"While the 1986 Chernobyl accident, at least to date, had a significantly greater environmental impact, we would argue that Fukushima raises even larger credibility issues for the nuclear industry than previous accidents," UBS analysts noted April 4. "At Fukushima, four reactors have been out of control for weeks -- casting doubt on whether even an advanced economy can master nuclear safety."
In Europe and the U.S. and to a lesser extent China, Japan's disaster has drained political support for nuclear expansion and sent the value of sector assets tumbling. The ongoing crisis at the Fukushima Daiichi plant will clearly reshape the global energy sector. What remains to be seen is how deep the changes will go, how extensive safety upgrades will be -- and which companies will emerge as winners and losers in the new environment.
Tokyo Electric Power Co., the operator of the stricken plants, has been crippled by the event. Shares in Tepco have plunged almost 80% since the crisis unfolded on March 11. The company's debt rating has been slashed as reports of negligence, and thus potential culpability, have emerged.
Liabilities of as much as ¥11 trillion ($133 billion), temporary nationalization and possible bankruptcy await Japan's biggest utility if the disaster isn't contained within two years, says Bank of America Merrill Lynch's Tokyo-based analyst Yusuke Ueda.
"There is lots of discussion about nationalization, but I will do my best to ensure Tepco remains a private company," Tepco chairman Tsunehisa Katsumata told reporters at the end of March.
Shares in nuclear utilities across the globe have dipped in the wake of the Fukushima crisis. They may never recover, according to a UBS report, which notes that "if liability [for future accidents] will be wholly or partly with the operators, we think discount rates will likely need to be higher."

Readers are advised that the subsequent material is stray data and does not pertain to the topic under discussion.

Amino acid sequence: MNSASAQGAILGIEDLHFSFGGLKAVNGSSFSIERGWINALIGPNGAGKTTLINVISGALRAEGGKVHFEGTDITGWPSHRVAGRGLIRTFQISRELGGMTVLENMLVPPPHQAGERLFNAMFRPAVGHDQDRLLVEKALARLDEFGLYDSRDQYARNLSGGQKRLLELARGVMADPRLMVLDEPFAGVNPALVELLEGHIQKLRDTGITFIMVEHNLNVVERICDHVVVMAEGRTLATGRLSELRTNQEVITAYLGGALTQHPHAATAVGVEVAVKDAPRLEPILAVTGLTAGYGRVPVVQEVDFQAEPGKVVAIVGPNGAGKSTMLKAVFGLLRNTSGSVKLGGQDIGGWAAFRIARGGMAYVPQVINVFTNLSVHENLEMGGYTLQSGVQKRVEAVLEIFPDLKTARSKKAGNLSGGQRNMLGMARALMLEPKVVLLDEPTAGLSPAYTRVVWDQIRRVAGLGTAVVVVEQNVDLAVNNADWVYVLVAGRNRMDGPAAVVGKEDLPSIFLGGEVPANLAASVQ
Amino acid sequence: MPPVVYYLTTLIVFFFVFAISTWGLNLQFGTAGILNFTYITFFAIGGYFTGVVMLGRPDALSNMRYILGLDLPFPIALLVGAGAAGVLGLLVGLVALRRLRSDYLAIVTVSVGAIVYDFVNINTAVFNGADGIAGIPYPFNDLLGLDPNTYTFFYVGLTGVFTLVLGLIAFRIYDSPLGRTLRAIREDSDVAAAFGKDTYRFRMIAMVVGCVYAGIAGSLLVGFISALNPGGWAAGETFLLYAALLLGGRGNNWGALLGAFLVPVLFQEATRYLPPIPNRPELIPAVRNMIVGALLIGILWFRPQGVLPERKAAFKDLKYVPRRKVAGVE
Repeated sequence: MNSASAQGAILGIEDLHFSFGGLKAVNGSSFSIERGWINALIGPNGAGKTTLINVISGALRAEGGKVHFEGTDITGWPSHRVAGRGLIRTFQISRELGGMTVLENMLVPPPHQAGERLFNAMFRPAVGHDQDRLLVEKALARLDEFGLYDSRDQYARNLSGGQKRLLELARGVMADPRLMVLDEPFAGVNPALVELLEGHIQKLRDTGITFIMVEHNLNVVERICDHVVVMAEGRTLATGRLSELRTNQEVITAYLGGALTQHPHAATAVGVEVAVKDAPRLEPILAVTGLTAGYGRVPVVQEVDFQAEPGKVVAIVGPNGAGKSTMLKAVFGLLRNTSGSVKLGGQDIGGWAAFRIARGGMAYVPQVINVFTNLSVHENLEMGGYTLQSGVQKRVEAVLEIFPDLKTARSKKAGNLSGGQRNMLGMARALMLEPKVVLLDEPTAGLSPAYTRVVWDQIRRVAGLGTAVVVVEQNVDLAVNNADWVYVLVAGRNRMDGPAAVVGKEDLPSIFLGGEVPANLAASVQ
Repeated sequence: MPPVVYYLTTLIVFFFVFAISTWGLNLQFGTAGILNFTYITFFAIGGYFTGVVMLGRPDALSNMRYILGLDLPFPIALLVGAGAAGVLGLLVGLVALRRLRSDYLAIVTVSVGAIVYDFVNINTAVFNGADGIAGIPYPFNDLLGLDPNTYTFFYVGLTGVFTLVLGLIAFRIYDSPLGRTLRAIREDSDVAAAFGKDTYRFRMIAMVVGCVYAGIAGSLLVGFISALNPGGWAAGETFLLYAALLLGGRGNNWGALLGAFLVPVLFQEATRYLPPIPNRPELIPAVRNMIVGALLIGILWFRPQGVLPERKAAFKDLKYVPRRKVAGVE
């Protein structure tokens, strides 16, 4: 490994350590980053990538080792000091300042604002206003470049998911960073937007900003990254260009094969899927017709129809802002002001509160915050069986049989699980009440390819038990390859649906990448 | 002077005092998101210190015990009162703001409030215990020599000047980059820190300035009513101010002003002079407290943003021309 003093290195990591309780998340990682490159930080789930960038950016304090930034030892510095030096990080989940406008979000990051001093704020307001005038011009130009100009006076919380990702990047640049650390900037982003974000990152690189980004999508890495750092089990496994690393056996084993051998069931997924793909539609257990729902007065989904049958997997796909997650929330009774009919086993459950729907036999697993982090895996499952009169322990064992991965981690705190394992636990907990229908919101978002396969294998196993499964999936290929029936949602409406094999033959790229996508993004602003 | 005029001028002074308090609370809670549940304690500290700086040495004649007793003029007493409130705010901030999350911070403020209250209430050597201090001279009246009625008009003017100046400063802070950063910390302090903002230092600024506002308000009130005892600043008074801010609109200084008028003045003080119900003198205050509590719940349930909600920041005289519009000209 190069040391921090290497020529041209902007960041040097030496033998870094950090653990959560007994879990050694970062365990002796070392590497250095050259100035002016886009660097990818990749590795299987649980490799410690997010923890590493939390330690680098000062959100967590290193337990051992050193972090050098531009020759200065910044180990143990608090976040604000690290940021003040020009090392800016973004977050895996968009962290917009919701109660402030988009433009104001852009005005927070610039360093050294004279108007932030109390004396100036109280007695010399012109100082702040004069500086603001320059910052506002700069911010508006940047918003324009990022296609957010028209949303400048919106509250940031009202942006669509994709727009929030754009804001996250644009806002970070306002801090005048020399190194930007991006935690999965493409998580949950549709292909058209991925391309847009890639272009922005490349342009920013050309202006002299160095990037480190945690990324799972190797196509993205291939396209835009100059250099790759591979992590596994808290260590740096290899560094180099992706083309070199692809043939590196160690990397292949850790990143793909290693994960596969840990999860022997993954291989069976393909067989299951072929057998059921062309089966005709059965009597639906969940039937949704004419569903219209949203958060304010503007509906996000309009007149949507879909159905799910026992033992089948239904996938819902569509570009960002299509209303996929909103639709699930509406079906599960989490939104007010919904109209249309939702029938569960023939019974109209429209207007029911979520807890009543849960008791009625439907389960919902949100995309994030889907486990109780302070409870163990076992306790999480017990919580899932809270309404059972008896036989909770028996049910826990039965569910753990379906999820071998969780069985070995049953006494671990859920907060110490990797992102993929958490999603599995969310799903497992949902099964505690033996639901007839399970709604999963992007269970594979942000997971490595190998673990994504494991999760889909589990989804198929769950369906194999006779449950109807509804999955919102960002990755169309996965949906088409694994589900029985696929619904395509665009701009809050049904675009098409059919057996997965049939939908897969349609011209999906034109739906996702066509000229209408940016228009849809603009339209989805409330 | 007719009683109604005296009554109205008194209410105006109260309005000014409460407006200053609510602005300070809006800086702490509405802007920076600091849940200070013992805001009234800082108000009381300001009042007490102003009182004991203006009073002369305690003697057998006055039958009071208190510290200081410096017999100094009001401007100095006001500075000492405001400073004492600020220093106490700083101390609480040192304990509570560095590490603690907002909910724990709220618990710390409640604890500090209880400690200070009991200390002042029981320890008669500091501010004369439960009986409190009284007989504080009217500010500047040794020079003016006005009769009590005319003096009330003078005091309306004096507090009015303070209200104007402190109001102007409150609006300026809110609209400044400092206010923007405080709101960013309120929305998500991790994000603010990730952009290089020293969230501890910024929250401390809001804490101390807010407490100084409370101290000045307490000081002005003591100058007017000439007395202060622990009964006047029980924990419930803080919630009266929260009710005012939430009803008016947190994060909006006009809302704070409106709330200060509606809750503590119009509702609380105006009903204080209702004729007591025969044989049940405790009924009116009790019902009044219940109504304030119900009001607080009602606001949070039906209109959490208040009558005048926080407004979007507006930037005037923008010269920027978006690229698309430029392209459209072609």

Dealmaking has not escaped either. On March 22, Mantra Resources Ltd., an Australian operator of Tanzanian uranium assets, accepted a 12% reduction, to A$1.02 billion ($1.06 billion), on its agreed sale to Russia's state-owned Rosatom Nuclear Energy State Corp. Rosatom had threatened to pull out of the deal, claiming that the incident at Fukushima had materially changed the market for uranium.
Worse could still be in store for the nuclear sector as politicians weigh growing public concern about both existing plants and the construction of new facilities.
The political backlash against nuclear energy kicked off in Germany within days of the disaster. The German government of Angela Merkel, mindful of upcoming state elections and long-standing voter opposition to nuclear energy, suspended a decision to extend the life of 17 plants and ordered seven of them, built before 1980, to be closed for safety checks.
The move failed to save Merkel's coalition government from its own political upheaval. On March 27, voters in the southern state of Baden-Württemberg flocked to the Green Party, tripling its vote and handing it a role as a junior partner in a state coalition with the Social Democrat Party. Merkel's Christian Democratic Union found itself out of power in the state for the first time in 58 years.
Germany "is clearly a country where the future of the nuclear industry is uncertain," says Damien Sauer, a partner at M&A adviser Greentech Capital Advisors Securities LLC and former head of M&A at Areva SA, a French maker of nuclear reactors. "But I don't think you will see that in many other countries."
For the most part, the fear in the nuclear industry is not of government-mandated closures, but the likelihood of new and, as some see it, unnecessary safety requirements. These will inevitably add costs to nuclear utilities' operations, potentially making existing plants unprofitable and damaging the investment case for new operations.
Britain's Deputy Prime Minister Nick Clegg on March 29 seemed to pre-empt his country's review of safety at 19 existing nuclear plants, suggesting that it would make facilities more expensive and could render nuclear energy in Britain uncompetitive.
Clegg, whose Liberal Democrats are long-standing critics of nuclear energy, said the government would not underwrite the ongoing operation of the plants or subsidize plans to build a further 10 new reactors.
"In Europe, the U.K. will be the trendsetter, and everyone will watch what happens there," says Sauer.